The other experience I have is not nearly as joyful, but equally as memorable. In early April of 2010, a humpback became stranded in the surf zone next to the famed “Main Beach” in East Hampton Village. Feeling the same urge my friend felt last week, I skipped out on work to watch the story unfold myself. Not far from the parking lot of one of the most exclusive beaches in the world, rested a young, 25-foot whale unable to free itself from the pounding surf and shallow sands.


Watching from a nearby jetty with dozens of onlookers, the whale rested helplessly, surrounded by police tape with officials unable to lend a hand. It was a wait-and-see approach, hoping and praying that the next high tide would free the whale.

The whale was visually exhausted. But in a split second, the whale made a desperate attempt to free itself. Fluke flying, head held high, mouth agape. Desperation, followed by stillness. With my camera, I could zoom in on the whale’s head, look into its eye and know that it was suffering.

A day later, NOAA officials shot the whale three times with a .577 caliber rifle.


Arriving on-site last Thursday morning, I was doubtful. There’s no way the whale would still be in this narrow section of bay hemmed in by million dollar homes. Locals had noted that there were a few “holes” in the bay that went down 25 feet or so, allowing ample room for the whale to swim freely and feed, but I remained skeptical. Glassy waters, no wind, a warming sky, where is the whale? Scanning with binoculars, listening carefully for the telltale blow. Silence. Stillness.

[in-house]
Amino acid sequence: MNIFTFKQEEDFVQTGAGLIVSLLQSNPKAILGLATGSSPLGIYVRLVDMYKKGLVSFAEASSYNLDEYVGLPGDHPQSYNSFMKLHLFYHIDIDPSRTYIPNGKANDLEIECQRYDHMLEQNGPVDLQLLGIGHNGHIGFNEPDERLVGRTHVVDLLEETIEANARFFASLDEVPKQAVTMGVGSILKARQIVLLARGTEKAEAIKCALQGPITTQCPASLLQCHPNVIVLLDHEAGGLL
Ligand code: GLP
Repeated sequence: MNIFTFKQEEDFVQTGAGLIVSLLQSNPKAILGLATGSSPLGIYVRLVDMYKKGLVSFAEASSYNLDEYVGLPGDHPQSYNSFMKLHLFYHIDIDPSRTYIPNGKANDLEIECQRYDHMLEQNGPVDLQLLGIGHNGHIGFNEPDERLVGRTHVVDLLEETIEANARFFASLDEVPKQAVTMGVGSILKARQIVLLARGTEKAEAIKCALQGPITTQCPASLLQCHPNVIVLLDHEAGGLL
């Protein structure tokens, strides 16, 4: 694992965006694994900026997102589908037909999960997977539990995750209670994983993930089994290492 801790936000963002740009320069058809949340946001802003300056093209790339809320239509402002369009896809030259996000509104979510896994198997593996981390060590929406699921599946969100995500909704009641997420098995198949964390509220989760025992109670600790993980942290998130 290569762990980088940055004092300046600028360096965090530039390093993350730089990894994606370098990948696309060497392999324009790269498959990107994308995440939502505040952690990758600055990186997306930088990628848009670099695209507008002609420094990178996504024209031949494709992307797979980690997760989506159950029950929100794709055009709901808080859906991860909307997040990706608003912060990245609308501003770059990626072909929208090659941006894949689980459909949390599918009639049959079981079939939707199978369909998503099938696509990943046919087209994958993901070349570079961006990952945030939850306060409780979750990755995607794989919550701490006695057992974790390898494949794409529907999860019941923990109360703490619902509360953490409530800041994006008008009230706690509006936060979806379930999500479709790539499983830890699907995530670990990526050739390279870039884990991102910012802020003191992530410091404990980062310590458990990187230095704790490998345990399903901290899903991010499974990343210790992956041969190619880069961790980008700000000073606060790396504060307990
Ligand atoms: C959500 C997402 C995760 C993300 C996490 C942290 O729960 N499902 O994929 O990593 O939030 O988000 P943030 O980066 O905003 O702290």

Where is the whale?

PFFFFF! Whirling around on the marshy spit searching for the source of the sound, my eyes darted back and forth. A humpback whale! In the bay! In November! Excitement overflowed with no one else around aside for the sleepy sun to witness this event. I ran back to the car, trying to comprehend what I’ve seen and share the news with my always-up-for-adventure wife. Moments later, with the sun now pulling itself above the horizon, we stood watching as the whale made a brief appearance every five minutes or so. A work friend who lives nearby stopped to catch a glimpse and share this special moment with us. As the wind picked up and the clock kept ticking, we packed up and headed to work, vowing to return at the next opportunity.